IRELAND’S TRADE MISSION to China has identified a “major opportunity” for developing the boarfish market, with key Chinese seafood buyers signing agreements for supply.
The Minister for Agriculture, Food and the Marine, Simon Coveney TD, along with representatives from Bord Bia, Bord Iascaigh Mhara (BIM) and eight seafood companies, held a number of meetings with buyers China in connection with seafood trade.
The attention of the seafood buyers on the Chinese market has been described as a major positive development for Ireland’s seafood industry with boarfish – a small fish caught in large numbers off the Irish coast.
“In 2012, Ireland secured the largest quota for boarfish. At over 56,000 tonnes, it represents a 155 per cent increase on last year’s quota,” said Coveney. ” When you consider that access to raw material is a challenge the Irish fishing sector faces, this new species represents a real opportunity and a boost to Irish fishermen and processors… We can now look to develop this business and in doing so generate significant increased revenue and employment”.
The Minister explained that over the past 18 months, BIM had carried out a number of new product development trials on boarfish, and concluded that it was a viable market opportunity to a number of markets including China and Africa.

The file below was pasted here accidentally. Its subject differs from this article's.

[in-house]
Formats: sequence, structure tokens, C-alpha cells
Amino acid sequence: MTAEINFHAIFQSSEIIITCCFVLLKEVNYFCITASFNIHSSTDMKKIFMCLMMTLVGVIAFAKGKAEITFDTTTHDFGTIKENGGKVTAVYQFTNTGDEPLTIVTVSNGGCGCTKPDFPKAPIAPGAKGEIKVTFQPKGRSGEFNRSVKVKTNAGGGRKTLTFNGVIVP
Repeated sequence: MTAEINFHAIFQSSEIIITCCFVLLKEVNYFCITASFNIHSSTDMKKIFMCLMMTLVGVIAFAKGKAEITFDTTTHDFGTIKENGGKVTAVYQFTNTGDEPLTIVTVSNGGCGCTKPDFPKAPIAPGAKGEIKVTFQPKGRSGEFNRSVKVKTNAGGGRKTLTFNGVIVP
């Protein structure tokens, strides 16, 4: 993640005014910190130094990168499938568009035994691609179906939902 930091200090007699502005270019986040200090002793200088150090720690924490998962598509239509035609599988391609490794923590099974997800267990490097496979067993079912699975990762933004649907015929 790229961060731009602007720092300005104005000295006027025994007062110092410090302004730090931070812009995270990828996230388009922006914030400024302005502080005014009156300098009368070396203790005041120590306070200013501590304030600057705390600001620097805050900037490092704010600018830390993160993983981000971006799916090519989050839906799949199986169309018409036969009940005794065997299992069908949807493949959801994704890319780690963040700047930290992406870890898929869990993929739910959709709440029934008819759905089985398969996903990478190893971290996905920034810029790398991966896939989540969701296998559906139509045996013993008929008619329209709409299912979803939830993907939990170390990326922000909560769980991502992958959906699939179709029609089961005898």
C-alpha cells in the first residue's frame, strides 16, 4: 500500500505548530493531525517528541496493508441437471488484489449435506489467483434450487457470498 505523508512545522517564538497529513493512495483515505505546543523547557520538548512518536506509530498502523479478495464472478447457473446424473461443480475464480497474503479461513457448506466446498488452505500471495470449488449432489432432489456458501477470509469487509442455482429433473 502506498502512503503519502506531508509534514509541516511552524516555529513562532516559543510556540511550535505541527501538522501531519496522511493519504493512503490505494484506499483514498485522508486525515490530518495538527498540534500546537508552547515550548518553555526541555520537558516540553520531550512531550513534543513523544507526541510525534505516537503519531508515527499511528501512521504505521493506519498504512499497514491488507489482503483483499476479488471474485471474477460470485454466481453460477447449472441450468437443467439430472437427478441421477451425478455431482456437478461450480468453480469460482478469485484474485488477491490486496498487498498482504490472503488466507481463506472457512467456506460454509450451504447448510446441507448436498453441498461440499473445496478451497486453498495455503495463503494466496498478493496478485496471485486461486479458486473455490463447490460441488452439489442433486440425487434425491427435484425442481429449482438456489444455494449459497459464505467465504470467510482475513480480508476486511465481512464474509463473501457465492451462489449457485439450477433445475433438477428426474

He said the development will give Irish suppliers a good insight what format works best from a Chinese market perspective – skinless fillets, headed and gutted, surimi type products or whole fish.
Irish seafood processor Karl McHugh of Atlantic Dawn Ltd, who accompanied the Minister on the mission, said that as pelagic (open sea) processors, they were “fully aware of the potential” of boarfish.
“The fact that we have the lion’s share of this carefully managed resource is a good news story,” he said.
McHugh gave the example of the blue whiting market, saying that – in 2004 – virtually no blue whiting was processed onshore but that by the end of the current season more than 80,000 tonnes of blue whiting will have been processed by plants in Killybegs.
“This represents two extra months of employment for many in the local community,” he explained. “If we can ‘fast-track’ boarfish through our learning’s on this trade mission, then we should look back in a few years and on this resource in a similar manner.”